Despite chilly temperatures through the month of March, nesting is already getting off the ground for North Carolina’s coastal birds. Across the state, staff from Audubon North Carolina and other agencies that protect nesting birds have been hard at work posting sites to protect them from human disturbance.
At beaches, beach-nesting birds usually receive what’s called symbolic fencing: signs and posts with string tied between them. Though it doesn’t create an impregnable barrier, the signs and the string create a visual barrier while educating beachgoers about the importance of giving nesting birds room on the beach. Signs without string are posted on most estuarine islands that host nesting birds, letting boaters know they aren’t safe places to land.
Signage and string are needed because even though humans usually don’t intend to harm, we are quite frightening to nesting birds! Coming too close to a nesting area will cause the parent birds to flush, leaving eggs or chicks exposed to the elements and to predators.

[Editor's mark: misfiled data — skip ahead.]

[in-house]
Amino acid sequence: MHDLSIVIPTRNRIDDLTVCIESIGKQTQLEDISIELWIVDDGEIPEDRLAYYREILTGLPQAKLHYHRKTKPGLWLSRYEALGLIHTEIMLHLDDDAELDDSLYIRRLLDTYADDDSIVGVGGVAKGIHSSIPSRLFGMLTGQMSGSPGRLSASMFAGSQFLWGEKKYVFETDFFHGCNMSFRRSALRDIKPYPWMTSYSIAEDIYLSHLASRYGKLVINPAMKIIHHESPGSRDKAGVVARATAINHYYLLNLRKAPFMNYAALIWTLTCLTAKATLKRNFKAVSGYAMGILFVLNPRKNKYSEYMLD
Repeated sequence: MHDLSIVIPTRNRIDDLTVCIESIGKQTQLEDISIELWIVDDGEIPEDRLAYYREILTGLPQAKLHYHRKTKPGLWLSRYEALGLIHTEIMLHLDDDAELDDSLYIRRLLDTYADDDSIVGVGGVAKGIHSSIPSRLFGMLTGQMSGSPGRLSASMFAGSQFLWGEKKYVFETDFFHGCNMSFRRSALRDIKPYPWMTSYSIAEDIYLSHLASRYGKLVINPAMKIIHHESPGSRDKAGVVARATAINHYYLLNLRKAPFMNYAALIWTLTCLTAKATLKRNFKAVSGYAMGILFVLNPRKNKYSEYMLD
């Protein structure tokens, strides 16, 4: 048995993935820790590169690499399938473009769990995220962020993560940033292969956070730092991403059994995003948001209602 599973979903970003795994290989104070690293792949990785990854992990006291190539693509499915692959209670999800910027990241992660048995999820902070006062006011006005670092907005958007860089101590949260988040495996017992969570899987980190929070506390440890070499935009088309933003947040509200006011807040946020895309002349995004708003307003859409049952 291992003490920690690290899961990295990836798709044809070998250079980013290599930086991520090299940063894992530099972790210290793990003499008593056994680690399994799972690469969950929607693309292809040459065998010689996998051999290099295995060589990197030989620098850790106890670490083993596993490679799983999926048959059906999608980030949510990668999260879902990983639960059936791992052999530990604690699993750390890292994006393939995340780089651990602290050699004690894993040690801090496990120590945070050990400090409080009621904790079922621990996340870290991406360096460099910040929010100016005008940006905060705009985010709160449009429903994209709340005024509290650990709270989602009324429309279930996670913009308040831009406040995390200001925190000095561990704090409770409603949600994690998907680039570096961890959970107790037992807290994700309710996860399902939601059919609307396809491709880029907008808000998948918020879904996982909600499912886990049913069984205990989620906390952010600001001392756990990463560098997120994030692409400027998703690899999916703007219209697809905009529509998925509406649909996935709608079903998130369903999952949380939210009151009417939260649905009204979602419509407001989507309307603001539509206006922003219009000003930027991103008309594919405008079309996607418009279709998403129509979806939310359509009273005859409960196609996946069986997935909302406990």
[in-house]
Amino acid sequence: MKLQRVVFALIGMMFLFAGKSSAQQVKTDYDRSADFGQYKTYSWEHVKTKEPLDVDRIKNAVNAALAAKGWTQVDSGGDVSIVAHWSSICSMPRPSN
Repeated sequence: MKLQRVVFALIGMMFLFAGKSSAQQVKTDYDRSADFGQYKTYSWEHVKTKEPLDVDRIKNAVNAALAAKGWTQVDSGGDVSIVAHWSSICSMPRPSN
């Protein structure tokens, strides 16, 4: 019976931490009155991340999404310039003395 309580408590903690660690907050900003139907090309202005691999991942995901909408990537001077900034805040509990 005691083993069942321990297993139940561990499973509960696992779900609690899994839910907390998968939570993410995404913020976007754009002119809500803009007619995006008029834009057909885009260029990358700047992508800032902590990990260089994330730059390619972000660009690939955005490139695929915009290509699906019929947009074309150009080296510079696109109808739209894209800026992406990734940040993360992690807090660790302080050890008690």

Audubon staff and volunteers posted our managed sites in March and early April and assisted with posting Masonboro Island, which is part of the National Estuarine Research Reserve System. Groups of up to 20 volunteers helped to dig post holes for the sign posts, carry signs, and place string.
The postings have gone up just in time. Nesting species such as Least Terns and Black Skimmers are starting to arrive at North Carolina’s beaches, and the American Oystercatchers on Masonboro Island have already scraped out nests and are starting to lay their eggs!